Fred suffered from senility late in life, according to grand daughter Rhoda Anne Williams (1884-1972), who passed on that bit of intelligence to her daughter Sue. In August 1936, months before his wife Marie died, Fred sued the Paso Robles Hot Springs Hotel and its manager, E.W. Santelman, for malicious prosecution and false arrest. He asked for $80,000, claiming that he had been arrested and jailed overnight on a complaint signed by Santelman. The hotel manager had charged that Pickering “absconded” without paying his hotel bill. According to Rhoda, he simply forgot to pay the bill.
Taking Stock of The Early Years
Born in 1862 in Portland, Maine, Fred was the youngest of four children. His father Manthano (1825-1864) died of lung fever two years after Fred was born, perhaps from complications brought on by his service in the Civil War. Before the war, the elder Pickering was a school master at Park Street Grammar School. Under his very efficient management, school standards steadily advanced. “As a thorough instructor and disciplinarian, he had no superior among our teachers,” according to a school history.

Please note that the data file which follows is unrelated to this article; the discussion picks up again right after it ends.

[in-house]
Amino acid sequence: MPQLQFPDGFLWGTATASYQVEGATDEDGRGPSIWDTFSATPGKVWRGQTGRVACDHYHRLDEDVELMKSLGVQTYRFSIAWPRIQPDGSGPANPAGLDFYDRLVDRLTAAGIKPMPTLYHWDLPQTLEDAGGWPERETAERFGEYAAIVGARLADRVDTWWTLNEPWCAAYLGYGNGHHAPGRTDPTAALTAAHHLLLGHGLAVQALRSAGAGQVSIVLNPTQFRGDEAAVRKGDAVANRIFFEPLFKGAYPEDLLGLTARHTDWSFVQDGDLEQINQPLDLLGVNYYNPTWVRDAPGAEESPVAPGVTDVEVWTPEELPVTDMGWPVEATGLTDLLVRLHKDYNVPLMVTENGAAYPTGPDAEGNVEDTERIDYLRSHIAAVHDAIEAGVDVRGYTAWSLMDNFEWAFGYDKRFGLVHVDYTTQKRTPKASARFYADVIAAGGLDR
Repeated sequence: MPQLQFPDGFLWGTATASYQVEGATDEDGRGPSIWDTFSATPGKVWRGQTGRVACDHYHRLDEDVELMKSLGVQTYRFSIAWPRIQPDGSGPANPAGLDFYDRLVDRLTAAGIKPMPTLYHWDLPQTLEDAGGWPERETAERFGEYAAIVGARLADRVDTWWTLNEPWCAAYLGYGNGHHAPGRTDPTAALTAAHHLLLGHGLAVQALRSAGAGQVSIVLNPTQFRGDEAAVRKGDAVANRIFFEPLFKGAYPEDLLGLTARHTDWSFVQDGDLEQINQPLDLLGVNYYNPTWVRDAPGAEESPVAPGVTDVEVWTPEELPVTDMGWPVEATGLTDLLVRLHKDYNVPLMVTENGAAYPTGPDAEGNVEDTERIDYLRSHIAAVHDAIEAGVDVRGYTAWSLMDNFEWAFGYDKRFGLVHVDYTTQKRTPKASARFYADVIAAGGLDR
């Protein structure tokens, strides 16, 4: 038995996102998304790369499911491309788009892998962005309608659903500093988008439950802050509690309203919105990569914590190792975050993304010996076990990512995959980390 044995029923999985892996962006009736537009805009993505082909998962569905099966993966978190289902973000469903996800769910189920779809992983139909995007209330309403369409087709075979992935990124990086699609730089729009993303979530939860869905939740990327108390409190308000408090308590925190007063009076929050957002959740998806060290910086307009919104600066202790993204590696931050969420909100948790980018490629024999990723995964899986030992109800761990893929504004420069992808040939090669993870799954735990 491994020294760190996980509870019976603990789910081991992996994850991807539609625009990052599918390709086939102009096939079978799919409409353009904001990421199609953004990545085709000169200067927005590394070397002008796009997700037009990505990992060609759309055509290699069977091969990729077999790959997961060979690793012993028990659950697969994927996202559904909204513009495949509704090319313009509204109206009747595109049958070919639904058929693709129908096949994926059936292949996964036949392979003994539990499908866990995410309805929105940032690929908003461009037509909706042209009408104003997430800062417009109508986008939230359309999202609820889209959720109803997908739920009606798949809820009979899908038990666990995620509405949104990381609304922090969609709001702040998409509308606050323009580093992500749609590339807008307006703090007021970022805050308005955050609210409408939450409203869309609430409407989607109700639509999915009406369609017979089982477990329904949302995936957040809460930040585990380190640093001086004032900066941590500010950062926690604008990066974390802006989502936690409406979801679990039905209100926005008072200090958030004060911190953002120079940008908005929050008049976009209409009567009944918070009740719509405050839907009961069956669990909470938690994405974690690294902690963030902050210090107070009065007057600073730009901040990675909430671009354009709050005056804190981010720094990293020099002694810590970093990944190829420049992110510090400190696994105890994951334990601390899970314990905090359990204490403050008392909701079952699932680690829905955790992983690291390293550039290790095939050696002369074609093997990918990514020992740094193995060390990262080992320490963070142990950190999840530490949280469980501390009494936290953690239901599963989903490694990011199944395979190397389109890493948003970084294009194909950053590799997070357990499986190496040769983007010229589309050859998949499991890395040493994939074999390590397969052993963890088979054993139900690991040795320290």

The Pickering line has been thoroughly documented by genealogists. The family goes back to one of the early boats arriving in New England. Fred was the 6th great-grandson of English emigrant John Pickering (1600-1669), who arrived in Strawberry Banks in what is now Portsmouth, New Hampshire as early as 1633.
Fred’s formal education ended with the third year of high school, which no doubt would have disappointed his father, had he survived. At about 21, Fred left by wagon train for San Francisco to make his fortune, telling his childhood sweetheart Marie that he would send for her. He did two years later. Marie took a ship down the Eastern seaboard, crossed the Panama Canal by mule, then took another ship up the coast to San Francisco. The couple was married on January 4, 1883 by Charles Dana Barr, Pastor of the First Congregational Church. Fred was 23. Marie was 21.